Comparison of patient perceived primary care quality in public clinics, public hospitals and private clinics in rural China

Wang, Wenhua, Maitland, Elizabeth ORCID: 0000-0003-1551-4787, Nicholas, Stephen, Loban, Ekaterina and Haggerty, Jeannie
(2017) Comparison of patient perceived primary care quality in public clinics, public hospitals and private clinics in rural China. INTERNATIONAL JOURNAL FOR EQUITY IN HEALTH, 16 (1). 176-.

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<h4>Background</h4>In rural China, patients have free choice of health facilities for outpatient services. Comparison studies exploring the attributes of different health facilities can help identify optimal primary care service models. Using a representative sample of Chinese provinces, this study aimed to compare patients' rating of three primary care service models used by rural residents (public clinics, public hospitals and private clinics) on a range of health care attributes related to responsiveness.<h4>Methods</h4>This was a secondary analysis using the household survey data from World Health Organization (WHO) Study on global AGEing and adult health (SAGE). Using a multistage cluster sampling strategy, eight provinces were selected and finally 3435 overall respondents reporting they had visited public clinics, public hospitals or private clinics during the last year, were included in our analysis. Five items were used to measure patient perceived quality in five domains including prompt attention, communication and autonomy, dignity and confidentiality. ANOVA and Turkey's post hoc tests were used to conduct comparative analysis of five domains. Separate multivariate linear regression models were estimated to examine the association of primary care service models with each domain after controlling for patient characteristics.<h4>Results</h4>The distribution of last health facilities visited was: 29.5% public clinics; 31.2% public hospitals and; 39.3% private clinics. Public clinics perform best in all five domains: prompt attention (4.15), dignity (4.17), communication (4.07), autonomy (4.05) and confidentiality (4.02). Public hospitals perform better than private clinics in dignity (4.03 vs 3.94), communication (3.97 vs 3.82), autonomy (3.92 vs 3.74) and confidentiality (3.94 vs 3.73), but equivalently in prompt attention (3.92 vs 3.93). Rural residents who are older, wealthier, and with higher self-rated health status have significantly higher patient perceived quality of care in all domains.<h4>Conclusions</h4>Rural public clinics, which share many characteristics with the optimal primary care delivery model, should be strongly strengthened to respond to patients' needs. Better doctor-patient interaction training would improve respect, confidentiality, autonomy and, most importantly, health care quality for rural patients.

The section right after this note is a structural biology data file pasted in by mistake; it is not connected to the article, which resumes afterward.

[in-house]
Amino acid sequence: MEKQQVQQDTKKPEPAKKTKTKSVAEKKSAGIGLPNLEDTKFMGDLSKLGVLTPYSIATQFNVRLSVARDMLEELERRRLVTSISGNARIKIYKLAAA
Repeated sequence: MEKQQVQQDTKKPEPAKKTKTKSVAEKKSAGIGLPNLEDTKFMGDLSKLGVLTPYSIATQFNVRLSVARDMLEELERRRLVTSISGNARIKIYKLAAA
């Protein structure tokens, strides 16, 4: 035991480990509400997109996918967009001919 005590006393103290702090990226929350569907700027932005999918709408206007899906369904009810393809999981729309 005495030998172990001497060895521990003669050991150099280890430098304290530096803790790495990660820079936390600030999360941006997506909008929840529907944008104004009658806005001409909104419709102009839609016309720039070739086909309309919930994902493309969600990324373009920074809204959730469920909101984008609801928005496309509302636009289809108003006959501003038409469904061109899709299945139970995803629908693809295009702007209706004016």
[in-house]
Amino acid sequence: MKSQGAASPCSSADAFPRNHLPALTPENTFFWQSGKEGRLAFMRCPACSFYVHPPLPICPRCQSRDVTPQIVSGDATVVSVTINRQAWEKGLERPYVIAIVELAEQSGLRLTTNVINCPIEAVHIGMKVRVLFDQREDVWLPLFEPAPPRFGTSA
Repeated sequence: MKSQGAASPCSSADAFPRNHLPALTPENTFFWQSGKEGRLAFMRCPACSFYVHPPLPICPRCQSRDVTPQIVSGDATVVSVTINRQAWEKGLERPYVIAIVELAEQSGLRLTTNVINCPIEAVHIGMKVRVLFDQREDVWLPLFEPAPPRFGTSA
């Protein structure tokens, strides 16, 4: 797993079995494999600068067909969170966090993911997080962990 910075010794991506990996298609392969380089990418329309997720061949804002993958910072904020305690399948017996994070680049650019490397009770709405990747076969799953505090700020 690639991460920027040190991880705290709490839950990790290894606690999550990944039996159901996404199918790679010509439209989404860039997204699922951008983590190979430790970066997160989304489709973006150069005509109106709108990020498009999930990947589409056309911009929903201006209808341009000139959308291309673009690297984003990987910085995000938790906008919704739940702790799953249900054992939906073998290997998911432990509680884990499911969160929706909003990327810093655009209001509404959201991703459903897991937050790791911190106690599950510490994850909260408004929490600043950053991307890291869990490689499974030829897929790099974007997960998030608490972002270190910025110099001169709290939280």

Item Type: Article
Uncontrolled Keywords: Primary care quality, Patient experience, Patient responsiveness, Accessibility, Interpersonal communication, Respectfulness
Divisions: Faculty of Humanities and Social Sciences > School of Management
Depositing User: Symplectic Admin
Date Deposited: 30 May 2022 13:59
Last Modified: 18 Jan 2023 21:00
DOI: 10.1186/s12939-017-0672-1
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